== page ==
Anne Kettley talks of her mother’s dressmaking skills with pride: “she didn’t know how to do anything else,” she explains, “but working at the House Of Mirelle must have been the start of it all.”
“She couldn’t do embroidery, knitting or tapestry, all she could do was designing and making clothes.
“We never had to shop for clothes, she made all of them. I’ve got photos of some of her designs but I don’t know who it is in most of them.”
Anne’s Mum, Beatrice Sykes has always been known as Betty. When she married on 25th May 1942 and became Mrs Bartlett, Hull was struggling with beginning of the World War and in the midst of the febrile decimation of the Hull Blitz.
It was not an easy war for anyone living in Hull, particularly for the Fire Wardens employed by each business and factory. They were required by law to be installed outside of working hours to watch for incendiaries and fires.
Until recently Anne was entirely unaware that the sole record about the House Of Mirelle at the Hull History Centre is a card naming Betty Bartlett as the House Of Mirelle’s Fire Warden.
This was a dangerous job and the start of war would have kept her very busy.
Manned with a bucket, a stirrup pump and keen eyes she joined other women across Hull who followed up their working day by sleeping at their workplace. While the men were away they watched the night sky for bombers and fires that could threaten the City.
Albion Street, located slap bang in the centre of Hull, was the location of the House Of Mirelle in its early years.
Albion Street was also one of the most heavily bombed areas in Hull.
“She used to say that she didn’t know how they survived, now I know why,” says Anne.
Being a fire warden was a far cry from the exquisite, fine and defined skills she used by day in the late 1930s and early 1940s.
Employed at the House Of Mirelle, she designed and made clothes for the middle and upper class woman of Hull.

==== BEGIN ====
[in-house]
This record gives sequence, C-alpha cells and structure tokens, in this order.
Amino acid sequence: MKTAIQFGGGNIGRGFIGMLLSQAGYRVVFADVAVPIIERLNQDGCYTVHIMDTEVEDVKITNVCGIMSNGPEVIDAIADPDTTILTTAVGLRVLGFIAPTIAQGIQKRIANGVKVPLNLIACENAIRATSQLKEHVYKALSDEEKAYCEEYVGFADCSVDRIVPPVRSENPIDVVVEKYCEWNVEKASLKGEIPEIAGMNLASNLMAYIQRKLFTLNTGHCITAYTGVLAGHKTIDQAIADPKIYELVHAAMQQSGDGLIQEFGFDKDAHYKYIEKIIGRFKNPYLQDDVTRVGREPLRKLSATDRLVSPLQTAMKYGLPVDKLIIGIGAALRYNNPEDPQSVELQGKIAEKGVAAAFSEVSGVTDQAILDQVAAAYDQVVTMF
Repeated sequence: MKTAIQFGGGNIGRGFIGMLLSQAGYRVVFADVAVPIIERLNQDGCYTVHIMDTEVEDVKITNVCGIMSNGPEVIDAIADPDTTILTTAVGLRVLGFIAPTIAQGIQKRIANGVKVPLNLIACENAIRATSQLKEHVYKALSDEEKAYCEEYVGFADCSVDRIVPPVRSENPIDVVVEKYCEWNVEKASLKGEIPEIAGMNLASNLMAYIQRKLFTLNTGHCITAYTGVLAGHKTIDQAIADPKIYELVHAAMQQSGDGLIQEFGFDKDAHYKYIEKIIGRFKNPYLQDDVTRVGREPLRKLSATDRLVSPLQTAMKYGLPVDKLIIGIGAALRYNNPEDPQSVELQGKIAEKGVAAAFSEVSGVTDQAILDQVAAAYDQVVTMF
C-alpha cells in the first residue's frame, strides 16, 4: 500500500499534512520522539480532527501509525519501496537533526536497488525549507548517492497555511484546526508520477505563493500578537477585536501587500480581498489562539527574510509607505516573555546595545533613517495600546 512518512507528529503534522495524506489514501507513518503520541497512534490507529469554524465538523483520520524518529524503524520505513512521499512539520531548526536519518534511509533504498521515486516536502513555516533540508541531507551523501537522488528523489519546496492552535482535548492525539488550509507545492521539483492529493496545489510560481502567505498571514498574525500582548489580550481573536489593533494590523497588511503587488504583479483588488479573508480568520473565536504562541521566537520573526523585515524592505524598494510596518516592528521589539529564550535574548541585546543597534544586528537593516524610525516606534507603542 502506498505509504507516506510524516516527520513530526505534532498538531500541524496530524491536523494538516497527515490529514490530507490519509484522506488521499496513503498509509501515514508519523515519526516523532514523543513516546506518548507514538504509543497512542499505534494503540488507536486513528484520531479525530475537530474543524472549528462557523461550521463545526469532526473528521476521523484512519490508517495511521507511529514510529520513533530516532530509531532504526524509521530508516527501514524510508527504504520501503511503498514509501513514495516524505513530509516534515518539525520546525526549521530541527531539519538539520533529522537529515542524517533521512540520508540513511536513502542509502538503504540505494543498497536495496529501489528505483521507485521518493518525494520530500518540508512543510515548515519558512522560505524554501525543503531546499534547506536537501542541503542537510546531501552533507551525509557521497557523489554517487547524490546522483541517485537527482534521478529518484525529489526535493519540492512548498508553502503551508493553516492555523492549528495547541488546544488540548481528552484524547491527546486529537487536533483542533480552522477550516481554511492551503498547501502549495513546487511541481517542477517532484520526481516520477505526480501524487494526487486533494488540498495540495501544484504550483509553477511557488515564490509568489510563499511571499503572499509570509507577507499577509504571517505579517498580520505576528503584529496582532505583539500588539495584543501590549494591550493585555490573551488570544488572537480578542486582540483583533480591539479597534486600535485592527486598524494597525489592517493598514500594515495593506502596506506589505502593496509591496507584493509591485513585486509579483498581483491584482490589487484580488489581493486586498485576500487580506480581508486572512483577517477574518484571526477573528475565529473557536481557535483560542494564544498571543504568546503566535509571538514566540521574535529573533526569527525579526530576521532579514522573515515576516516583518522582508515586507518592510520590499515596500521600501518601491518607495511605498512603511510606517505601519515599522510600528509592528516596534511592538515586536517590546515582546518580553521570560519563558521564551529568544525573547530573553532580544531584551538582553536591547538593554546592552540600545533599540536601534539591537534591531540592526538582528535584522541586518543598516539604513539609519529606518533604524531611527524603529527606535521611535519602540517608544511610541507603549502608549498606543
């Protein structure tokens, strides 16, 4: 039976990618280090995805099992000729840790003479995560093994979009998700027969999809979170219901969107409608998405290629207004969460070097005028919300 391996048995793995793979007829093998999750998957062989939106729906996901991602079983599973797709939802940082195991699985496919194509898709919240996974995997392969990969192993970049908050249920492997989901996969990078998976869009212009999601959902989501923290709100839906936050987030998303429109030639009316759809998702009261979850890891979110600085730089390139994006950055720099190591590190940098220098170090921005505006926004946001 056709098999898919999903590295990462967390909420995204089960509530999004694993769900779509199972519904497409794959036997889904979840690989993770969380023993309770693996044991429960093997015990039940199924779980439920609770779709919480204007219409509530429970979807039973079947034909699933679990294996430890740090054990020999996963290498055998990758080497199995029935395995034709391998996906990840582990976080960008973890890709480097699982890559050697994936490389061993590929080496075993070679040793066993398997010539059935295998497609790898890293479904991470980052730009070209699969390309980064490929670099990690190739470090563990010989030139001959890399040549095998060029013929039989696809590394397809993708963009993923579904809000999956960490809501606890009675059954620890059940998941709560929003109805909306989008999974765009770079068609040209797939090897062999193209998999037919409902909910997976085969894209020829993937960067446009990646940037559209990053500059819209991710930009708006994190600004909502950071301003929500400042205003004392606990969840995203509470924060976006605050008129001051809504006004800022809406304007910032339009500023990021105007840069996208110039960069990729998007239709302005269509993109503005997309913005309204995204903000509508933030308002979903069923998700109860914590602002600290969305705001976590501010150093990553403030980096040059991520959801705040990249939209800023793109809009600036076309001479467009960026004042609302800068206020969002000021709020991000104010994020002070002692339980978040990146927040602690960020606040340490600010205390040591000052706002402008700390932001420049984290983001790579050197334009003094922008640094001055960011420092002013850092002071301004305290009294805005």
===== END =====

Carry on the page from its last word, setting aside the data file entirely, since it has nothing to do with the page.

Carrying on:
“She didn’t like to work from patterns,” Anne explains talking of her mother’s expertise in taking a design to completion. A wedding dress for instance, would have started with a bespoke pattern created entirely from an individual’s measurements.
This is a skill dressmakers, fashion designers and couture houses use to this day.
“She made her own wedding outfit when she got married,” says Anne, “the dress was in a turquoise embossed velvet. She made the hat and the bag as well. ”
Following the social convention, Betty left the House Of Mirelle after she got married. She worked in Durham for the war effort but her skills as a dressmaker were in constant use in the years afterwards.
She designed and made clothes for people from all over Hull, often for special occasions like weddings.
Some of the designs are seen in from the photographs that her daughter has kept in a special box since her passing away.
“I wish I’d kept a record of who everyone was,” said Anne, “but you know how it is when you are a child.
“I know some things about some of them. Maybe someone will be able to tell me who they all are.”
Anne’s friend Lynne Devaney is one person Anne doesn’t have to search for.